How Should Believers Invite Others to Faith?
The aim of sending the Prophets is communicating the divine message, which is the most important and vital obligation incumbent on humanity. That is to say, to enlighten others with knowledge of the true religion and the duties that accompany it. In the light of this our primary duty is to review all existing and past methods and approaches, and to put into practice today those principles which it is possible to apply, and which lead to the best results. Everyone who is considered old enough to be responsible for his actions may and should serve to convey the message of God to everyone, in the recognized ways, with the courtesies proper to the task. Whatever their ages and status are, each and every individual is obliged to tell others what he is supposed to tell, and this constitutes a most vital duty. The purpose of our existence is the same too. For, God says:
I created man and jinn for no other purpose than to worship Me only.
Such worship or servanthood to God is like a race, and every person will take part in it. Some will not cope with the hurdles and be detained, and some will always win and attain the furthest places in this race, even to the presence of God.
To know God and devote oneself to Him is the purpose of one’s nature and the essence of creation. Devotion, servanthood, to God requires not only listening, understanding, accepting, abiding by and applying certain rules in one’s life; it also means seeking the purity in ideas and mind, and striving toward the horizon of thinking of only the Creator, whose effort is a heavy, sublime, and sacred duty.
“O you people, worship your Guardian Lord Who created you and those who came before you that you may become righteous, Who has made the earth your couch, and the heavens your canopy; and sent down rain from the heavens; and brought forth therewith fruits for your sustenance; then set not up rivals unto God when you know the truth.”
Worship your God. For He is the Creator. The Creator of you and the people who lived before you. The act of creating and the things created belong to Him alone. It is God Who brought you into existence, and Who created, in one sense, before your birth, the elements and particles which would constitute you, and Who created, in another sense, the people who came before you. It is God Who caused to perish many before you, like Pharaoh, Nimrod, Shaddad, and such. By His laws of creation, He turned the Romans, the Greeks, the Byzantines, the Ottomans and the rest, who strutted and swaggered about the earth, into ruins. So it is God Who created and caused to perish all those. Therefore, beware and worship God alone, the Almighty, the Creator, the Sustainer, and keep always in mind and before your eyes the example, lesson and warning of the past and present, so that you may enter into the circle of piety, consciousness of God.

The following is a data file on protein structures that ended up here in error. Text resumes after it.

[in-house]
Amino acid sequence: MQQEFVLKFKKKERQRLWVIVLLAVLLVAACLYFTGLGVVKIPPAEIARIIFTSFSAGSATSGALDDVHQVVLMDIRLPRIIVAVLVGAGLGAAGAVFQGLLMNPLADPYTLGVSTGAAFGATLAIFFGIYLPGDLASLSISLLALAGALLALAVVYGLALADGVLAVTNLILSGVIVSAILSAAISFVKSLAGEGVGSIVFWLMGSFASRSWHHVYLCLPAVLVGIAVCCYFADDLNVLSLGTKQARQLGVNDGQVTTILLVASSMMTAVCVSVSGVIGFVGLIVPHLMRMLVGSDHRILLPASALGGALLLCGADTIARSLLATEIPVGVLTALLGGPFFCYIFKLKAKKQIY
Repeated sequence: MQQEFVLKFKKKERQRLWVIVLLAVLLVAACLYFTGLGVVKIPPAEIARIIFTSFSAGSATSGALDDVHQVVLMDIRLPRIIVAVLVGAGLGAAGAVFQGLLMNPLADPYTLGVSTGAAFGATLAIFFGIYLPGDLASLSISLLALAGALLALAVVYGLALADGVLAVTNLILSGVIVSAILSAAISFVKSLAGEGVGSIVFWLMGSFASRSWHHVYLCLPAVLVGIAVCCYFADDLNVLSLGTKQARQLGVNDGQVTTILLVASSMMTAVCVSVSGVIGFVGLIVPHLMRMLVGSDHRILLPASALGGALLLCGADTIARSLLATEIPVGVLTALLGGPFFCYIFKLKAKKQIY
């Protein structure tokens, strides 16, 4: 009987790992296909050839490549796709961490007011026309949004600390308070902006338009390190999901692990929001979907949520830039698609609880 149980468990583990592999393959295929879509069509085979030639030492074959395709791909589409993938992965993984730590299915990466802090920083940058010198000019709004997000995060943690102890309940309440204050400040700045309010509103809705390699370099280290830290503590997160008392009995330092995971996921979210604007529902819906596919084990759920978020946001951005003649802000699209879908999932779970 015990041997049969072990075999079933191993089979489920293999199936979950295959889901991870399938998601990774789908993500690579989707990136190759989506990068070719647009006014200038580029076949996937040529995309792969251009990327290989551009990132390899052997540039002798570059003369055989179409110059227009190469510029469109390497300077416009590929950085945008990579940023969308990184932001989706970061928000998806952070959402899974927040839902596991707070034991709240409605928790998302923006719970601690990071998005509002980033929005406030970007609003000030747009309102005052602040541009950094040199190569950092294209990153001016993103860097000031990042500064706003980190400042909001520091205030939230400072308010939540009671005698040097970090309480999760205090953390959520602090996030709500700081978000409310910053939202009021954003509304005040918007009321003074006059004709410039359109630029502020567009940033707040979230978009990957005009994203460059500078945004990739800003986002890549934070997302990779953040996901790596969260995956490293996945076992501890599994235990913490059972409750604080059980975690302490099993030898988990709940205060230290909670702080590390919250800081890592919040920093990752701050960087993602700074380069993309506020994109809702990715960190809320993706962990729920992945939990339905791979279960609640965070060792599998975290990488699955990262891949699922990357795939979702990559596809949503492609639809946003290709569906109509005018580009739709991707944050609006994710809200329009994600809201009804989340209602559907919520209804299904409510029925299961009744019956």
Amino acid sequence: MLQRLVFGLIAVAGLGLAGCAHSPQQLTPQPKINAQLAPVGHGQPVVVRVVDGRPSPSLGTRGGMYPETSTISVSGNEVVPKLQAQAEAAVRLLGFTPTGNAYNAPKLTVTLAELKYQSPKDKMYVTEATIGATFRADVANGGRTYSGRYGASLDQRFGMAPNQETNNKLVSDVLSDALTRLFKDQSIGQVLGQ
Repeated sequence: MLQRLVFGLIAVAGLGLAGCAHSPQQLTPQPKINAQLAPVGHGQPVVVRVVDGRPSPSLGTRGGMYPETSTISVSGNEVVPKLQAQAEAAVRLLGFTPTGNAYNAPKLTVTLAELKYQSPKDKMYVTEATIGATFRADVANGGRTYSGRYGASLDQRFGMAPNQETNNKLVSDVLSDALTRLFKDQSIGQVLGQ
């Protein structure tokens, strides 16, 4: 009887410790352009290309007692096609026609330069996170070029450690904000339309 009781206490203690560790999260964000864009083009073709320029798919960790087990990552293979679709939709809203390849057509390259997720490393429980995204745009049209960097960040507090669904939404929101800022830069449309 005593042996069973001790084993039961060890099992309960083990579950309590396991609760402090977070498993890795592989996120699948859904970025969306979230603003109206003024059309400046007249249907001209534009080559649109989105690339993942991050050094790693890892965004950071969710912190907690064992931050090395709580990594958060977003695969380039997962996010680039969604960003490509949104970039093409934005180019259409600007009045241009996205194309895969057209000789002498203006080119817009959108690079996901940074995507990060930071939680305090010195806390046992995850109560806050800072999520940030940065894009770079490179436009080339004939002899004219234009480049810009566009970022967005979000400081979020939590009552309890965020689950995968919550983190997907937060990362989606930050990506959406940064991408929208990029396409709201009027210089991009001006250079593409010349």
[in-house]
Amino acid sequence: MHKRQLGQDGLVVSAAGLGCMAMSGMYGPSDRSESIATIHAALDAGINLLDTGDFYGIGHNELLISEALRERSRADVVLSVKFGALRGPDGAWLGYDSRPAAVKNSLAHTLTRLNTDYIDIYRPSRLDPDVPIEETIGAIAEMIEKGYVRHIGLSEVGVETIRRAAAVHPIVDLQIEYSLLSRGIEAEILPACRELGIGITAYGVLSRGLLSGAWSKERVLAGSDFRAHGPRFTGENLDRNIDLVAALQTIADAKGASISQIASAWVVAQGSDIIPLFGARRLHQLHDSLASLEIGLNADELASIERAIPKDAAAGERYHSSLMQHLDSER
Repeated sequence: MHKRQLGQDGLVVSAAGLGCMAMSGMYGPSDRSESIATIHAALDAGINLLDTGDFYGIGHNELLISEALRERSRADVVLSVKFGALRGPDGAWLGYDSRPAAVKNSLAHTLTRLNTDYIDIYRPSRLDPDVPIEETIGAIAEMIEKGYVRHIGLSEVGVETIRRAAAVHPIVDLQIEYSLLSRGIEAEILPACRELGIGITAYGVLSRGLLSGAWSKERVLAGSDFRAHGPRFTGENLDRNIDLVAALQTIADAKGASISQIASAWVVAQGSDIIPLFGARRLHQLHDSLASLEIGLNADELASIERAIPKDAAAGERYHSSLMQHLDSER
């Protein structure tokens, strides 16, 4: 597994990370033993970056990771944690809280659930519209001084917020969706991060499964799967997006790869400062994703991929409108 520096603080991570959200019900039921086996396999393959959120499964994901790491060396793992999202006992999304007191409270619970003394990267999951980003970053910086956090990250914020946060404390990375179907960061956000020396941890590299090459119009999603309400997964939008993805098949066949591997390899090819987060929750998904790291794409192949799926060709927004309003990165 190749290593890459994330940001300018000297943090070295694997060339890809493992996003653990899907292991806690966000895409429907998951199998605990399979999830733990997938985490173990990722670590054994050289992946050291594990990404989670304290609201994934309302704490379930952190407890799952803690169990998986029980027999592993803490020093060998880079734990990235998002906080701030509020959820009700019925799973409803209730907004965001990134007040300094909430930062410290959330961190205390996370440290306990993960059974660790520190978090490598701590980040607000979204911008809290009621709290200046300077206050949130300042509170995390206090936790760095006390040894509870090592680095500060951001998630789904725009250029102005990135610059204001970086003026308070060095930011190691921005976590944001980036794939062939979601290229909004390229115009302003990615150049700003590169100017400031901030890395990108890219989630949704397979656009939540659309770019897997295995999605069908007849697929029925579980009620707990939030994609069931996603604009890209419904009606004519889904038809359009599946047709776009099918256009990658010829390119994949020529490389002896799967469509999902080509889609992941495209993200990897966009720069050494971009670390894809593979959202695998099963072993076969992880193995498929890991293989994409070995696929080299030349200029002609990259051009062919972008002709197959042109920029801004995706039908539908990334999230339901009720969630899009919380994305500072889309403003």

It is the Sustainer, the Almighty, who made the earth your couch, a resting place. He created and provided for it in such a way that everything of need is placed within the reach of your hand. It is as if the world were a big mansion and the Owner of this mansion, the Sovereign of all the worlds, was entertaining His weak and unable guest with a great show of honor, treating him with marks of respect and distinction. If the slightest failure occurred in this couch, the guest could do nothing and would have nowhere to flee to. So everything is maintained according to the guest’s wants, needs and weaknesses. When this guest lies down on his back and looks at the canopy over his head, he will see it ornamented with stars and systems for his observation. It is God Who made this magnificent canopy over His guest’s couch.
He has made the heavens as a canopy well guarded. There is a continual preordained coordination between the heavens and the earth. The heavens give light and heat, and the earth responds with buds and flowers; the earth returns the evaporation to the heavens, and the heavens turn it back as rainfall; the heavens have the thunders, lightning, and the earth gets its share from their fertile effects; the heavens give rain, and the earth preserves and presents it as drinking water, the living things live their lives and die, and the earth is purified and sterilized by the change of time, seasons, and so on and so forth. So we see that this guest-house is created; not left to run itself but, on the contrary, it is cared for, sustained, and provides for the guests fruits and blessings of all kinds. Therefore, turn to your Sustainer, Cherisher, Lord of all the realms, and worship Him.